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Applying For a Small Business Loan

23 April 2012 4 Comments

What is often overlooked by young entrepreneurs who are worried about the success of their business loan applications is that banks want and need to give loans. Their own business models demand these kinds of investments in order to generate revenue flow. Banks need businesses to flourish and they want to handle the finances of successful new enterprises.

And there is no end to the types of new businesses that need startup capital. A entrepreneur looking to market a new mobile app, a criminal defense attorney looking to start a new law firm, a middle-aged woman finally setting out and launching her own bakery. In many ways, this is part of the American Dream, the idea that a hard worker with a good idea can create a new company.

While the environment for small business loans has certainly grown colder in the recession era, new businesses are still the lifeblood of banks and if you can present a good idea with a solid plan and the appropriate collateral, you still stand a fair chance at being approved. Here are a few ways of maximizing your chances of having your loan approved:

Research banks that specialize in small business loans.

Some banks are more amenable to small businesses and local communities than others. Target these financial institutions first. Present yourself as someone who has been involved with his/her community for years and demonstrate a track record of entrepreneurial actions that make you uniquely qualified to start a new business in your area. Explain how this business will benefit the community. A bank that prides itself on catering to a certain community is more likely to lend money to someone who has strong roots in that area.

Know what you’re asking for and be prepared to explain why.

Concrete numbers is the name of the game here. How much money do you need? What will that money be spent on?  How quickly will you be able to turn your business into a profitable one and repay the loan? What are your cash flow projections for the first few years? These are the types of questions a bank will ask you. Be able to answer confidently and truthfully.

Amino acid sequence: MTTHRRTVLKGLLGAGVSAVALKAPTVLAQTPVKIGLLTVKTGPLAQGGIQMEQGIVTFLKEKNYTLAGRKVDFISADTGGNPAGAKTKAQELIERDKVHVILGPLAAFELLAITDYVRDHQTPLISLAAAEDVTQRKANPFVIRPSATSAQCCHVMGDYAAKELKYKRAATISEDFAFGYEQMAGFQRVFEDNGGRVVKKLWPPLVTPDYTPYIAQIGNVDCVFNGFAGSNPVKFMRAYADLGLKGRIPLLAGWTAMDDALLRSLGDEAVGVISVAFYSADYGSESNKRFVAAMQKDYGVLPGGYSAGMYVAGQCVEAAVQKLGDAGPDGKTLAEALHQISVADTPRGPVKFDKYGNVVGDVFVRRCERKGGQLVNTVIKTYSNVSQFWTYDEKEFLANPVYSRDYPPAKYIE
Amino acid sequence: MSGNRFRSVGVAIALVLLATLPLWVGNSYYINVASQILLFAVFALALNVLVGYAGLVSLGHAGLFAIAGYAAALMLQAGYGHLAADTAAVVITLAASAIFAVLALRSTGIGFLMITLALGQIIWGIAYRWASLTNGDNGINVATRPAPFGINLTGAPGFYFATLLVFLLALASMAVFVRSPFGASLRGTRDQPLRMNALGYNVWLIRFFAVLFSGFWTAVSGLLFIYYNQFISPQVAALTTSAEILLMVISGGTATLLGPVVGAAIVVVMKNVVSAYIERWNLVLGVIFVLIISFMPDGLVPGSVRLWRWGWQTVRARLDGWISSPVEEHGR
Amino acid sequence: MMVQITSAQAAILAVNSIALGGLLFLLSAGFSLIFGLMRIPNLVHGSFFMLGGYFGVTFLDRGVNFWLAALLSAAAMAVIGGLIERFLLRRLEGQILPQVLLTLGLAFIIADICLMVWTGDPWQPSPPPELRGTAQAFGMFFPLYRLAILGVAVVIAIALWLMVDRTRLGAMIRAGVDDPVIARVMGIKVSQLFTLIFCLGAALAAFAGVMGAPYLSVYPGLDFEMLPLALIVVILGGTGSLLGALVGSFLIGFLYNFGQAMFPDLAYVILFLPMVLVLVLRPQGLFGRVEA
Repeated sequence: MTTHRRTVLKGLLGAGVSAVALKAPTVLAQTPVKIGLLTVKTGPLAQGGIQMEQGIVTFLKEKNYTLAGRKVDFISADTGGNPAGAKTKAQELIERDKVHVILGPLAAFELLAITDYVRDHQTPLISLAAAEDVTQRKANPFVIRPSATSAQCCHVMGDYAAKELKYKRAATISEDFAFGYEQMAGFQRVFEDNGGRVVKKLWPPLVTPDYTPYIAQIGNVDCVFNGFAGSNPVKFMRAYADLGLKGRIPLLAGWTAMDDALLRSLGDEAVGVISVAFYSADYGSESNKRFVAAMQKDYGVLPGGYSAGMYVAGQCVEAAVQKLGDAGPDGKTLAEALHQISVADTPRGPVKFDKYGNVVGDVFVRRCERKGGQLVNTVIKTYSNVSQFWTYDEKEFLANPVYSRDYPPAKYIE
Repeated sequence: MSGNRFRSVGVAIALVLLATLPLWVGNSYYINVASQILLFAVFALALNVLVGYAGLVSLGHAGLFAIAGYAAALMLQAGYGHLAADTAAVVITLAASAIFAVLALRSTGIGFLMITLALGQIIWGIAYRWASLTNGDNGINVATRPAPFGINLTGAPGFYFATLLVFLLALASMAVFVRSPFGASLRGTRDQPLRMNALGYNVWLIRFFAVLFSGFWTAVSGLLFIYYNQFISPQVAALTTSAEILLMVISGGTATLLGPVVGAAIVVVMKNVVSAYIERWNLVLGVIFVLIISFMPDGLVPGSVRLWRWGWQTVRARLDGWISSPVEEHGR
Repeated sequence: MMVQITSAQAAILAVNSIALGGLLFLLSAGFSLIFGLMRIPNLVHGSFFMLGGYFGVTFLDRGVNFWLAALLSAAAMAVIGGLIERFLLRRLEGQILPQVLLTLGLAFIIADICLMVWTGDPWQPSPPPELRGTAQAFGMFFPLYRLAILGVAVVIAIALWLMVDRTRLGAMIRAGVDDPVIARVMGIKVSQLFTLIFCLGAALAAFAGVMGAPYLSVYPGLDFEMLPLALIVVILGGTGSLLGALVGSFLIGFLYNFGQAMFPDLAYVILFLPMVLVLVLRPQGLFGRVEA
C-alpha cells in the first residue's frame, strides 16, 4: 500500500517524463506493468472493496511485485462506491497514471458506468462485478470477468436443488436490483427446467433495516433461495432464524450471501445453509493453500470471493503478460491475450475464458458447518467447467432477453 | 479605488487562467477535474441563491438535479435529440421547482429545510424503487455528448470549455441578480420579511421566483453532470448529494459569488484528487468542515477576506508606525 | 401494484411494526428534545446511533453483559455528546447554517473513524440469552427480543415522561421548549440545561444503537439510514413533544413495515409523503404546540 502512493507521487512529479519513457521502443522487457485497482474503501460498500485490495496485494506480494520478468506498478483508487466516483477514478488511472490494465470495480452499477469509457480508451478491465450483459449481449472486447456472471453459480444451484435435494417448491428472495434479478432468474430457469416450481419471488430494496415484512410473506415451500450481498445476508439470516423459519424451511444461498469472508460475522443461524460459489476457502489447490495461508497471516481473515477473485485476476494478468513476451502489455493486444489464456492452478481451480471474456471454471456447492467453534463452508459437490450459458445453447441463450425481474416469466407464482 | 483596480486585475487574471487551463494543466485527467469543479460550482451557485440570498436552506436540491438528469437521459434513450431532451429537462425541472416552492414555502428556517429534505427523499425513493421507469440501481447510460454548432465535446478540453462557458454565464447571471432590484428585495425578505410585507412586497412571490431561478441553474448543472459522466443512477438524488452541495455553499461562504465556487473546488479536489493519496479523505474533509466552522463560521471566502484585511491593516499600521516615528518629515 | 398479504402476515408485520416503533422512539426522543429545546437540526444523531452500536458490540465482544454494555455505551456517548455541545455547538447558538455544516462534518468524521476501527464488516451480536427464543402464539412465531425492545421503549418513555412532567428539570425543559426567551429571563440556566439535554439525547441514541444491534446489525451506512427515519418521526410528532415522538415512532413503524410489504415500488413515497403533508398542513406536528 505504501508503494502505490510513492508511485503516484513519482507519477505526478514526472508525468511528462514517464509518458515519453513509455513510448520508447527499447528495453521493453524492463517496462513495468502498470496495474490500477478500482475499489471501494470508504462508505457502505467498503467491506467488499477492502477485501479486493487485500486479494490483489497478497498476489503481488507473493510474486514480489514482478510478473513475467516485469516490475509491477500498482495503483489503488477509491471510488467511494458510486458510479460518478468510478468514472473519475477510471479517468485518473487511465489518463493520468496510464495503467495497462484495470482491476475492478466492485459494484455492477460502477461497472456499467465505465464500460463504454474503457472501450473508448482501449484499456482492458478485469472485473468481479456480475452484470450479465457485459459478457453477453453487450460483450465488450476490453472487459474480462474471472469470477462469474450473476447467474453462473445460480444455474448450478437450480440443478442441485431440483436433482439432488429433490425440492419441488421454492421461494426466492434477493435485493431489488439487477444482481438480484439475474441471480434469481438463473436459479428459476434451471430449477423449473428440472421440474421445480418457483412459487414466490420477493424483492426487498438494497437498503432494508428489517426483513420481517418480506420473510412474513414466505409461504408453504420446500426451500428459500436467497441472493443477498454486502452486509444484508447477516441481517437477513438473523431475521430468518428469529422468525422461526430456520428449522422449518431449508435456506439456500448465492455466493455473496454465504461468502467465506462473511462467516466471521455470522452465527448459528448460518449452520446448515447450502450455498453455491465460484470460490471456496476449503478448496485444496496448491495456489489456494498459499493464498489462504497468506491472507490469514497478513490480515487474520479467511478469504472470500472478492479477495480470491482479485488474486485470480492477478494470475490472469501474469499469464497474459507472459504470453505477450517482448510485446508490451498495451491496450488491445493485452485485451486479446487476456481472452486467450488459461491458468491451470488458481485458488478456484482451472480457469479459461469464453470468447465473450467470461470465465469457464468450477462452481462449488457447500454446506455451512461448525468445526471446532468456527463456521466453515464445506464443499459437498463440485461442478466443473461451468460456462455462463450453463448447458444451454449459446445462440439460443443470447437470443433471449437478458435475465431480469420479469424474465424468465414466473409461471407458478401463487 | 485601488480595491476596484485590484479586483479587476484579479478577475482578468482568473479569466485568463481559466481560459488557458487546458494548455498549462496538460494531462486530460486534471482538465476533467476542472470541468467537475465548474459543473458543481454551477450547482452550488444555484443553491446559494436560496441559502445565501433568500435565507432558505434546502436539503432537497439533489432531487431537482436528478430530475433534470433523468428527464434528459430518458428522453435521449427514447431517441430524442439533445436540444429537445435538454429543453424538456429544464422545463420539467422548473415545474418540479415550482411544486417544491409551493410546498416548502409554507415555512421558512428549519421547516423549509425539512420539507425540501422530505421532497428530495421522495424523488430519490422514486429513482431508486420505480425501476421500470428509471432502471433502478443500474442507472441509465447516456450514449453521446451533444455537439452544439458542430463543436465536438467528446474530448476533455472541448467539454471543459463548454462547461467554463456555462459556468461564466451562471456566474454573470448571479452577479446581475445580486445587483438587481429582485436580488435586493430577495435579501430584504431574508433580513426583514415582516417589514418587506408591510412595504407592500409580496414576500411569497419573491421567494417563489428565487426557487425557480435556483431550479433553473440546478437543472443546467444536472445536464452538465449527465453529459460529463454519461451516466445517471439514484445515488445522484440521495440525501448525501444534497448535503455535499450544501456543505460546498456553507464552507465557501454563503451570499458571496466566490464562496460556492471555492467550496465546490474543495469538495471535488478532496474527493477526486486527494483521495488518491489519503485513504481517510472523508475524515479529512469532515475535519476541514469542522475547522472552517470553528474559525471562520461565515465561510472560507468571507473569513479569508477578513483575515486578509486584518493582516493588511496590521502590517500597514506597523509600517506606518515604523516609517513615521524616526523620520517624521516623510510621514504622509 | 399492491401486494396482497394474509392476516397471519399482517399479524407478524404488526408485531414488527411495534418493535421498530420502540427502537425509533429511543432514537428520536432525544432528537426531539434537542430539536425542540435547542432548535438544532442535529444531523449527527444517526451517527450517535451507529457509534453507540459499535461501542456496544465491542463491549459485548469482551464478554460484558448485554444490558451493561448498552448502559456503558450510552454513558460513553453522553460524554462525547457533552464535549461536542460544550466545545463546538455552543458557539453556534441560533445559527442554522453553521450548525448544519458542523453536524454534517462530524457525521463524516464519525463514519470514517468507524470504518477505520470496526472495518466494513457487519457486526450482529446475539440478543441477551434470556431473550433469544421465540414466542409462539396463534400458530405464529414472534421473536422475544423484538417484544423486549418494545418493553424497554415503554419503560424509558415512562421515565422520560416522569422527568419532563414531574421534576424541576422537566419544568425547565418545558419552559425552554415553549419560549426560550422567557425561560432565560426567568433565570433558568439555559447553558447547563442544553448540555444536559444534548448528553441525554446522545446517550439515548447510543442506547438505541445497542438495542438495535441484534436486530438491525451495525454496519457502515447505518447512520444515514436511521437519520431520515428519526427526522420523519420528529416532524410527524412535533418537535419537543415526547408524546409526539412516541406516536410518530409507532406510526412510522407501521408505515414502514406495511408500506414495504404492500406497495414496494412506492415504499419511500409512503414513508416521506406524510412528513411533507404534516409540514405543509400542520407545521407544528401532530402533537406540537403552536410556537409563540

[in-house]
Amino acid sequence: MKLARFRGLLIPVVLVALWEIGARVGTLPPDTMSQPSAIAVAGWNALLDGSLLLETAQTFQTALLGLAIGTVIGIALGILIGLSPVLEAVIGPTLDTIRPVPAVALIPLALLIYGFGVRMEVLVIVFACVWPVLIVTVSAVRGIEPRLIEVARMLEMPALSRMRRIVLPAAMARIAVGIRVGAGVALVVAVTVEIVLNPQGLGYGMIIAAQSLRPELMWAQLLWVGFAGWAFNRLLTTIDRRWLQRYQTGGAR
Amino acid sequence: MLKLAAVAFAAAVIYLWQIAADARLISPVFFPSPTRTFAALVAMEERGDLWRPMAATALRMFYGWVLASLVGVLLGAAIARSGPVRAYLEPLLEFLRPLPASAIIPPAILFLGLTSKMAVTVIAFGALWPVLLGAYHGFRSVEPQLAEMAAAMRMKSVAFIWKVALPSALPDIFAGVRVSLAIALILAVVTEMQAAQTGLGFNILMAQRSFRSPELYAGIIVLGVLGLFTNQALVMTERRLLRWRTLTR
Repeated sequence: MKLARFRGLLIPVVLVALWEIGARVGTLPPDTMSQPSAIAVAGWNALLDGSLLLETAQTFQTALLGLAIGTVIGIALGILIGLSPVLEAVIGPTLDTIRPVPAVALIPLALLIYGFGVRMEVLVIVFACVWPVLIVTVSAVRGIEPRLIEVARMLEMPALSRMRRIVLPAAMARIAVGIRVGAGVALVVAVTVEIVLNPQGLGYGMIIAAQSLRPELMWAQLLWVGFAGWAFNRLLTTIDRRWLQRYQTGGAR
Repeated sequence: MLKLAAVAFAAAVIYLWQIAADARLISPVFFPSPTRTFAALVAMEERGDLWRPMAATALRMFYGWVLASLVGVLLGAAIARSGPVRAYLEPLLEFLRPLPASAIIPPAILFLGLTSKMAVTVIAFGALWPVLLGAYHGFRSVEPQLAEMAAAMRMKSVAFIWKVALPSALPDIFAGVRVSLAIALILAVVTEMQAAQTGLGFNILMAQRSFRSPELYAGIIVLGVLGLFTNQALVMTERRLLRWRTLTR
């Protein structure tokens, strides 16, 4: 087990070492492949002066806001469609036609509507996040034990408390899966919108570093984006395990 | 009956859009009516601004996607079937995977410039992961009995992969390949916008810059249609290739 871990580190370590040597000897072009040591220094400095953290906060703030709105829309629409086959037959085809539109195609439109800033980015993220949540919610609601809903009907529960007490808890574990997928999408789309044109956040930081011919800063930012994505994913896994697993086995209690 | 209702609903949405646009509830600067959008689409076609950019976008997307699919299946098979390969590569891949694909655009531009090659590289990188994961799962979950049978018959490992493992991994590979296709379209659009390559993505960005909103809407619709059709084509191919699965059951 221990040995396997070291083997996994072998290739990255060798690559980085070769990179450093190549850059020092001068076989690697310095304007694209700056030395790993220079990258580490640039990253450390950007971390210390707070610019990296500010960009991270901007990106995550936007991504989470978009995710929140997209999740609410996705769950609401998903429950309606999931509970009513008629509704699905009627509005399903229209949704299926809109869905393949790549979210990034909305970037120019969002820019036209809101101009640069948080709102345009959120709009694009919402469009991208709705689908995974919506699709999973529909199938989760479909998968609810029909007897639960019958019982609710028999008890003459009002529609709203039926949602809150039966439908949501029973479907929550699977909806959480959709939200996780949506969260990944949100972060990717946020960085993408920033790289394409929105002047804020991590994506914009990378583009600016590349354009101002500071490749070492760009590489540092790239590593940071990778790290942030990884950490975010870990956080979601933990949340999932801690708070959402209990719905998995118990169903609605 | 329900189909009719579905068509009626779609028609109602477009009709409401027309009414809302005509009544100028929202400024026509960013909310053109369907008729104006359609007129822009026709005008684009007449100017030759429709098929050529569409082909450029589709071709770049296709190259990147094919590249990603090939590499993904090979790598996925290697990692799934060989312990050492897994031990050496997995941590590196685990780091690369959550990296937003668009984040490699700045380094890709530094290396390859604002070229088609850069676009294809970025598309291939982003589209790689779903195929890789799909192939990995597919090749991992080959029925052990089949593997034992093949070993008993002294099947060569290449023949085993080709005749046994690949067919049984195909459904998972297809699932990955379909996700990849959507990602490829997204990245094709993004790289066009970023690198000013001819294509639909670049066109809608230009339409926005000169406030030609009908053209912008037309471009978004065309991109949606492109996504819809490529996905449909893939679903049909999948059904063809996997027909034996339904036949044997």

Get a referral from an entrepreneur with good standing.

Added on to neatly and precisely completed paperwork, a solid plan, a good idea, and a stellar credit history, this could be the factor that pushes you over the edge. If you have a friend or associate who is a prized customer of the bank and can provide a glowing business reference for you, your chances of success will improve dramatically.

Applying for a small business loan can be a powerfully intimidating task.

Many young entrepreneurs will give up before they have even started, simply out of anticipation of some impossible Herculean challenge. While you will need to do plenty of research and put your best foot forward, think of acquiring a small business loan as a science, not a dice roll. If you present an organized plan and target the right banks, loan approval is in your future.


  • Daniel Falafel said:

    Thank you for providing this useful information.I've recently read a very interesting article on http://www.blueskyformations.co.uk/company-name-s… about the small business loan and I am thinking to make an application in order to open my own real estate office.

  • Vincent Sotto said:

    Whether small or big, it would pay for the business to have a loan modification attorney on hand. That would make sure the loan is fair and that any amendments can be done efficiently.

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